Sunday, April 20, 2014

A Clean Getaway

The other day I had a post about Matt Tiabbi's new book, The Divide, which looks at the ways economic inequality translates into unequal justice being meted out to the poor and the wealthy. For another example of this disturbing phenomenon, check out Catherine Rampell's column in The Washington Post on wage-theft being practiced by some of the country's largest corporations against their low-wage workers.
Over the past year, low-wage workers and their supporters have protestedstruck and polemicized for a raise of some kind, a proposition that has support from the White House and most Americans, if not Republican politicians. But low-wage workers face an even more upsetting affliction that both parties should feel comfortable condemning: Employers are stealing from their employees, often with impunity.
“Wage theft” is an old problem. It can take many forms, including paying less than the minimum hourly wage, working employees off the clock, not paying required overtime rates and shifting hours into the next pay period so that overtime isn’t incurred. Unfortunately, reliable data on the magnitude of the problem are scarce. Workers can be afraid to report the theft for fear of losing their jobs altogether, especially in today’s terrible economy, and many don’t know their rights. Often workers don’t even realize their pay is being skimmed.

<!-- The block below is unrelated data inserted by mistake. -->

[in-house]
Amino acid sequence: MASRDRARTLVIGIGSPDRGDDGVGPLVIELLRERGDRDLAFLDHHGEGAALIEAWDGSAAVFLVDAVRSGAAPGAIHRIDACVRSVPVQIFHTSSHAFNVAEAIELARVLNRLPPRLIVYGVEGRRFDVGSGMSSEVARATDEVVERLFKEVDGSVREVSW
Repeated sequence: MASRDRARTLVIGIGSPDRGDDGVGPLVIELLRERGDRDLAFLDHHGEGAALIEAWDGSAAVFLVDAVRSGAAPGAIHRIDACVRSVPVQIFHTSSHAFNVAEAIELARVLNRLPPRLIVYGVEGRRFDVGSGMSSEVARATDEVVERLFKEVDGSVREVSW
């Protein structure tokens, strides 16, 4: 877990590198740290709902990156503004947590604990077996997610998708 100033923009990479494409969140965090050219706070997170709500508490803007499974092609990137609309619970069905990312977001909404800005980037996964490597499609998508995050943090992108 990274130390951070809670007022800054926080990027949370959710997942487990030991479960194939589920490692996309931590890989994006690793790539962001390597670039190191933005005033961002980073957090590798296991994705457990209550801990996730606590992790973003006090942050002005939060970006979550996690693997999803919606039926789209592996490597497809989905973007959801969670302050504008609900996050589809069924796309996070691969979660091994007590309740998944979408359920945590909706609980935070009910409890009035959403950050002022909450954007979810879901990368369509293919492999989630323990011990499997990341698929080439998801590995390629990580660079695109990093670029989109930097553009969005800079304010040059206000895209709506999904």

It's the same issue with the bankster thieves: white-collar criminals can steal with impunity, while the guy who commits a smash-and-grab goes to jail behind it. Unless and until people in positions of power in corporations that break the law are forced to do time rather than pay meaningless financial penalties, nothing will change. Fines for defrauding customers, or polluting waterways, or laundering money for terrorists and drug cartels are just the cost of doing business for these guys. They don't pay for their illegal acts, we do, and I for one am sick of it.

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